At Lexoo, we’ve long been a “remote friendly” company, with full-time team members around the globe, but for a lot of businesses we’re entering unchartered territory.
As COVID-19 spreads and workers leave their offices and head for home, keeping your team running smoothly may be challenging.
Many businesses have processes in place to allow flexible working, but when everyone tries to work at home at once, there are likely to be hiccups. For those who haven’t implemented any home working yet, trying to get a system in place quickly can be daunting.
Take it one step at a time. Most people will have a phone and internet access. The other essential is a laptop with adequate security and secure access to in-house documents and case management.
With these, everyone should have the tools that they need to work remotely but your team’s culture also needs some attention to ensure working from home is successful. Here’s some tips to help your legal team successfully adapt to working from home...
Make sure there’s accountability
There are plenty of distractions at home, which can make being productive more challenging than normal. This can be frustrating for employees so it’s important to provide some structure and accountability to your team to help them focus.
Startups have long adopted the daily “stand-up” where each team member answers three quick questions:
- What did you work on yesterday?
- What are you working on today?
- What is blocking you?
Being able to communicate this clearly will help focus the team on their main goals and enforce accountability for what they’ve set out to achieve that day. It’s also an opportunity to be open about what is blocking their work which may otherwise be hard to notice when working remotely.
Leverage simple tools to support your regular workflow
It is crucial that everyone knows what colleagues are working on and what stage they have reached. Find a system that can be easily accessed and that is simple to understand; now is not the time to introduce a complicated procedure.
There are some great tech tools available for teams that enable different parties to join different conversations and keep up to date with the workflow. Check out our review of 5 of the best tech tools around to see what will work well for your team.
You could also put an intake system in place so that colleagues have their requests to the legal department dealt with in order of urgency and so that they can see where in the queue they are. This should reduce the number of calls to check on progress and also manage expectations from the start.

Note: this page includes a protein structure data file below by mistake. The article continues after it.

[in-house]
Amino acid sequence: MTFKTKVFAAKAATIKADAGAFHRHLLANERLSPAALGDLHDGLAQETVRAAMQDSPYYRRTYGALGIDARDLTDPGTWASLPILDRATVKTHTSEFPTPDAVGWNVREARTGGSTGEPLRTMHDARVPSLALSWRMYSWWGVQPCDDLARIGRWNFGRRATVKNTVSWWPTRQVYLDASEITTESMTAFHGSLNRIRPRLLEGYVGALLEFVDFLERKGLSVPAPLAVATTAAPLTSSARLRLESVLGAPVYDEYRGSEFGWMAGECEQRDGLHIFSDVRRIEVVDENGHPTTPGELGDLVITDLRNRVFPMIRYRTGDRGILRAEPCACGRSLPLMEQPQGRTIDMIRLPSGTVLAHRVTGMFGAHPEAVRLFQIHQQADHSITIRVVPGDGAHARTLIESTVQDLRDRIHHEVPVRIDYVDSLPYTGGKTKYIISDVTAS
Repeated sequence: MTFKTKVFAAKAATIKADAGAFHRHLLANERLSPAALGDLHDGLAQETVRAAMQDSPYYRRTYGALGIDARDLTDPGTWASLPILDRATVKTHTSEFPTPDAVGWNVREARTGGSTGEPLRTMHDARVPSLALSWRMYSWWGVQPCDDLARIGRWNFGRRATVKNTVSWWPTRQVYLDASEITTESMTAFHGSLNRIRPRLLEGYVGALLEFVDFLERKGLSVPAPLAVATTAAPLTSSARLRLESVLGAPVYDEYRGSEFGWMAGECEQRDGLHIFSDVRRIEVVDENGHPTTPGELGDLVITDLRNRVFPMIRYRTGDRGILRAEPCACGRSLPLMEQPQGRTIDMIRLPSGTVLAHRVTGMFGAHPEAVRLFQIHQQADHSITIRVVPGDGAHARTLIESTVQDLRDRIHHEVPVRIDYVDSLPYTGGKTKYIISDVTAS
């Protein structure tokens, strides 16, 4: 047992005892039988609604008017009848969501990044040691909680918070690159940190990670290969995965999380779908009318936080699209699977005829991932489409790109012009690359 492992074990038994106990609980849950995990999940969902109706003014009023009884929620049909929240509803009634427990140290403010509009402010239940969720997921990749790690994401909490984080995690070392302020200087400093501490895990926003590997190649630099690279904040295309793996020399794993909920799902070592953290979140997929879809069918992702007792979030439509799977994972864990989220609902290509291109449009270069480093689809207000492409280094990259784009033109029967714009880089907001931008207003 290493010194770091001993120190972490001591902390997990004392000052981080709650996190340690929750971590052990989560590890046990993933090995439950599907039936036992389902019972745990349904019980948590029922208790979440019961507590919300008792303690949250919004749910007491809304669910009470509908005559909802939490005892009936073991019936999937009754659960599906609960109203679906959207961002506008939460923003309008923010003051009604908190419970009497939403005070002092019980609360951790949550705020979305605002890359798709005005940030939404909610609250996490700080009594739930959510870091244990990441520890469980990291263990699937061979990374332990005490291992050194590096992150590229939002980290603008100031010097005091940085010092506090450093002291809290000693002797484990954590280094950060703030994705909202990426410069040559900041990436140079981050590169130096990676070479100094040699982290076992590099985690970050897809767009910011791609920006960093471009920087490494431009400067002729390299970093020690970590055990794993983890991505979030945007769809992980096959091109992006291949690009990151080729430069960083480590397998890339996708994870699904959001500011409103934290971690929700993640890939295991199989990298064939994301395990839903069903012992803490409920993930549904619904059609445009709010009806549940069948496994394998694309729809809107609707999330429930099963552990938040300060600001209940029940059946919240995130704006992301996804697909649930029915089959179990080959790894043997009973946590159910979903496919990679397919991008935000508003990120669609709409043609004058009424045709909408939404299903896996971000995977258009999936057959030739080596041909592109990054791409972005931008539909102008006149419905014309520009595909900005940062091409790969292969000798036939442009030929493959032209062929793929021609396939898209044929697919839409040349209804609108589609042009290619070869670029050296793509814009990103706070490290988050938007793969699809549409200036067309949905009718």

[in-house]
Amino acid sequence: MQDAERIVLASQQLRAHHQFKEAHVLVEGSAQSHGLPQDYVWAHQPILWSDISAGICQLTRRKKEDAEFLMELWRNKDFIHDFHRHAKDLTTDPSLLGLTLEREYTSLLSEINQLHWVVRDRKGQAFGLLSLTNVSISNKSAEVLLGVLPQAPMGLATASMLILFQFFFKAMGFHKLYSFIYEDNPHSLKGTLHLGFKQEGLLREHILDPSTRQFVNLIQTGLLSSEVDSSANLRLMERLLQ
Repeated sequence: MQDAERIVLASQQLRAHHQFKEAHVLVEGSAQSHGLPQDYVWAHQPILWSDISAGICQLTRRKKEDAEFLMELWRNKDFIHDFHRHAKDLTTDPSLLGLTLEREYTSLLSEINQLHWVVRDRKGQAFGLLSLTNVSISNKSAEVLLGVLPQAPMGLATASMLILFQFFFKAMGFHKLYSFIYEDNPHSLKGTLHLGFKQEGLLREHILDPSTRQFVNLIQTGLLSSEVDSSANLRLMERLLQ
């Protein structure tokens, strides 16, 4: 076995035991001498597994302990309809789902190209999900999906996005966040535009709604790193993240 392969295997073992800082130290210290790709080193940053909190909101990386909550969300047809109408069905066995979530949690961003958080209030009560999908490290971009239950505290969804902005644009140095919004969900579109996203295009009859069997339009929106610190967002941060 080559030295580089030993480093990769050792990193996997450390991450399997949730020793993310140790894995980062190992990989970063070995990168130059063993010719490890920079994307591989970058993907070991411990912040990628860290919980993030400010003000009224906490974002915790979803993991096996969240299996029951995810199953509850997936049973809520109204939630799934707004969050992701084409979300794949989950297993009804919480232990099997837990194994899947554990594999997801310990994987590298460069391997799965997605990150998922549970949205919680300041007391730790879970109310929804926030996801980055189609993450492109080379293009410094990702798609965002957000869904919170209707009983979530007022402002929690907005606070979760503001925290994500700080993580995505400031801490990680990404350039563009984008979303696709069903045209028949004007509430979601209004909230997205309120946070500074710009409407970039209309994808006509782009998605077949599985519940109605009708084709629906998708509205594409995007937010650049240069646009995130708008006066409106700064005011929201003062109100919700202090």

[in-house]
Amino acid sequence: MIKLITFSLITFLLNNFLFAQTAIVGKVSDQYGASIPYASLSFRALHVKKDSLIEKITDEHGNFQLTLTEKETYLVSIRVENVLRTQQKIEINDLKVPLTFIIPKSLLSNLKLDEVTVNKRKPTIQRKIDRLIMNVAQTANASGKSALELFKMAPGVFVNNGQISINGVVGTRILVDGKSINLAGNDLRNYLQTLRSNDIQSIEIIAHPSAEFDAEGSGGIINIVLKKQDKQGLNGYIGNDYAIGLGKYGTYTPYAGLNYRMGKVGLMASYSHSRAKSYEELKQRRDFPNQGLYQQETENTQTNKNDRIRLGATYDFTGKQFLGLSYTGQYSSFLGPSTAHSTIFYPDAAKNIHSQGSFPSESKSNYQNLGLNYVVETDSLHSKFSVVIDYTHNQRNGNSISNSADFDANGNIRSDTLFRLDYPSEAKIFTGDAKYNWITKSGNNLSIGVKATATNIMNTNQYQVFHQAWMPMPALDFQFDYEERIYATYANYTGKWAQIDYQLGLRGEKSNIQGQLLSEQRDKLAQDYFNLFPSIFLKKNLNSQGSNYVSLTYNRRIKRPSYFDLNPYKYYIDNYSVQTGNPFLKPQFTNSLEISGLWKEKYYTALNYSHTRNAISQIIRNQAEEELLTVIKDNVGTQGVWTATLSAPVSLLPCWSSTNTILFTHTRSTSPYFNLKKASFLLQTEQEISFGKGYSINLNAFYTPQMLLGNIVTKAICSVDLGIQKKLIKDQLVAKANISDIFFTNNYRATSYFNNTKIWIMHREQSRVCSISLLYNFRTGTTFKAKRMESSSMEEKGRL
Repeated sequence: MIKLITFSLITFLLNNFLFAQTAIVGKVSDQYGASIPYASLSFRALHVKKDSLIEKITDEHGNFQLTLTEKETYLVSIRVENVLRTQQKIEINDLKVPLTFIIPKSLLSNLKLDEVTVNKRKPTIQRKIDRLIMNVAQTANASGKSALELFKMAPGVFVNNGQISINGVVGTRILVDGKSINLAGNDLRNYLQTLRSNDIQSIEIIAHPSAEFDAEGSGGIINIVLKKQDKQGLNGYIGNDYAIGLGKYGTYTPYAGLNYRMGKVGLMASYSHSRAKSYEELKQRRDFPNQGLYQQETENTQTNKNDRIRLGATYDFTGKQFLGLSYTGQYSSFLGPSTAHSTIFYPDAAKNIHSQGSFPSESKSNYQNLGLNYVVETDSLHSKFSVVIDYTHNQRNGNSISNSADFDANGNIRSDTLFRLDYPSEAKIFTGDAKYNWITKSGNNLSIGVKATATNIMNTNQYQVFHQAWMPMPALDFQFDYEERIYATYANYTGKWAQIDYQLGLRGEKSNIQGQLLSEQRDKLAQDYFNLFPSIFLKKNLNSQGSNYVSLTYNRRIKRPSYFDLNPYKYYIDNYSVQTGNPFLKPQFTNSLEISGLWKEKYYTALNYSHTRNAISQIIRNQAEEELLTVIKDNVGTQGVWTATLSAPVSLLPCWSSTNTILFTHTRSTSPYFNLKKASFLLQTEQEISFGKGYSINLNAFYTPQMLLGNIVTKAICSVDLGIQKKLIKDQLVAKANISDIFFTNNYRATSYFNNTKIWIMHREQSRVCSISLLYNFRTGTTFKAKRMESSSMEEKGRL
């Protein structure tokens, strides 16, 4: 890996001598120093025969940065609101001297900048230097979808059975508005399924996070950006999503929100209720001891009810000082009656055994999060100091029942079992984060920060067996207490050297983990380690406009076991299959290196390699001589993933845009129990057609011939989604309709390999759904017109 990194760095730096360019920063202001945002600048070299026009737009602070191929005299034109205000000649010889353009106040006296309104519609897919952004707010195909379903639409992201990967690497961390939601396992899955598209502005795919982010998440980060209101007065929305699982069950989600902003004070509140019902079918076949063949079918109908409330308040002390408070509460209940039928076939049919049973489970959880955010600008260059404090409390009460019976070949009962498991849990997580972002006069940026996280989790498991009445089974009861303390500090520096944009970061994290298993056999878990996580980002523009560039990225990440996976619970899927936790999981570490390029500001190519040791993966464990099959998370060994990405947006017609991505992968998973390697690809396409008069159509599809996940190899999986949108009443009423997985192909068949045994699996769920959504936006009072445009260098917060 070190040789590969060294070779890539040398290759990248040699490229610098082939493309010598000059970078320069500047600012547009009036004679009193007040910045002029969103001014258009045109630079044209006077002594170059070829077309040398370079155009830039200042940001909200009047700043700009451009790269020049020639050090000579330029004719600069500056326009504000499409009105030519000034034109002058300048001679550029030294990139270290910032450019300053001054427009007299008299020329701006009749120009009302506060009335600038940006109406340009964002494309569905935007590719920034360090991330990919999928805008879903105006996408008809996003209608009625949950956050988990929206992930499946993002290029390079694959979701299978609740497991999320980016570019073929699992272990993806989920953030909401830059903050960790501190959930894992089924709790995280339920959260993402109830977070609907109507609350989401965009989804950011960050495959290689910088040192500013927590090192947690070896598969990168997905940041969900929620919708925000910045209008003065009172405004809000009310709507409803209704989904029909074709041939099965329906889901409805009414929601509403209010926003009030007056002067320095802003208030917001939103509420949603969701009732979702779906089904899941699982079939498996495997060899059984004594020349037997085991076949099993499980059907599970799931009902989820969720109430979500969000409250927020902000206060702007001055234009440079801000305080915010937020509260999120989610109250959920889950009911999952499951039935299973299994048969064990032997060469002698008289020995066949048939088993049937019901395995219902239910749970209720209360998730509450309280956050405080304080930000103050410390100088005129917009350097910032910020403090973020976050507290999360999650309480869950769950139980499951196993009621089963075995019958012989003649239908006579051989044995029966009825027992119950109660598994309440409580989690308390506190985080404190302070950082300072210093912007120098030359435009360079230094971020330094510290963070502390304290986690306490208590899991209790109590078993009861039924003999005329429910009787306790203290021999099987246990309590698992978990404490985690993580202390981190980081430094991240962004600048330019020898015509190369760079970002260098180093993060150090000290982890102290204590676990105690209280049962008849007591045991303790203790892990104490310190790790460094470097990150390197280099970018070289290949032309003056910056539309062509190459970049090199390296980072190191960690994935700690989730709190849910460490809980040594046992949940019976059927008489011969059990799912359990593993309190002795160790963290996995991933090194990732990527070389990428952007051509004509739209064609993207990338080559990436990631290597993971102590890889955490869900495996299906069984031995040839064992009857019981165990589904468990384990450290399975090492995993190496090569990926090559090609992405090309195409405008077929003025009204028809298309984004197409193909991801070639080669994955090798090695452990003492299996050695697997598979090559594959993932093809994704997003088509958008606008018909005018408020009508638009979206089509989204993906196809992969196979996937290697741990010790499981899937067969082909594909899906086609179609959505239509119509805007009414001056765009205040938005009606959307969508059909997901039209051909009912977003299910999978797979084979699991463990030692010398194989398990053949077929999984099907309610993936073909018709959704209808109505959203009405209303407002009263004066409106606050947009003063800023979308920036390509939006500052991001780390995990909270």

Things like monday.com are a great way to lay out these activities in a really clear format. You can view all tasks along with their priority, status, deadlines, ownership, related documents and comments at a glance! It’s a tool we use at Lexoo and has quickly become one of our favourites.
Make sure communication channels are clear both within your team and between other departments to save time spent ringing around. It’s key that everyone knows who they should contact in HR, IT etc. when they run into issues as they may be more frequent as people get to grips with working outside the office.
Make sure your alternative contact information, such as phone/whatsapp are circulated to external contacts so that everyone feels that you are still easily contactable if need be.
Beyond making sure everyone has the right contact details, keep communication channels open by making time for more team catch-ups to make up for the fact you’re not sitting next to each other and encouraging team members to call each other rather than sending an email where it makes sense.
Ensuring your team’s welfare
Working alone, particularly for people who are not used to it, can be difficult. Make a point of speaking to team members, by phone or video-chat rather than email, every day - and not just about work! Schedule coffee breaks with your colleagues to check-in and catch-up on daily life, preferably using Zoom, Skype, GoogleHangouts etc. so as you can really speak face-to-face.
Managers should make extra effort to speak with their team members one-to-one to try and gauge how they are coping and whether they need any help in maintaining motivation and productivity.
If you feel they are struggling, suggest that they schedule their day to include breaks and some outside time. It is important to treat home working in a similar way to office working, including dressing properly, focusing, setting goals and having conversations with colleagues. A proper workspace will help, along with a schedule that should include getting going early in the day.
Remind them that if remote working is not for them, it won’t be forever.
Lessons for the future
Enforced home working means that problems with the system are likely to be ironed out and those who have been wary of tackling remote technology may be forced to become familiar and comfortable with it.
Take the opportunity to evaluate the system and see what went right and where improvements could be made.
It might even mean a permanent change for some organisations, who want to avoid the commute from time to time or save money by holding meetings online instead of travelling for them.
If you’re working remotely, what problems have you encountered and how have you dealt with them? Let us know in the comments below or email us at firstname.lastname@example.org.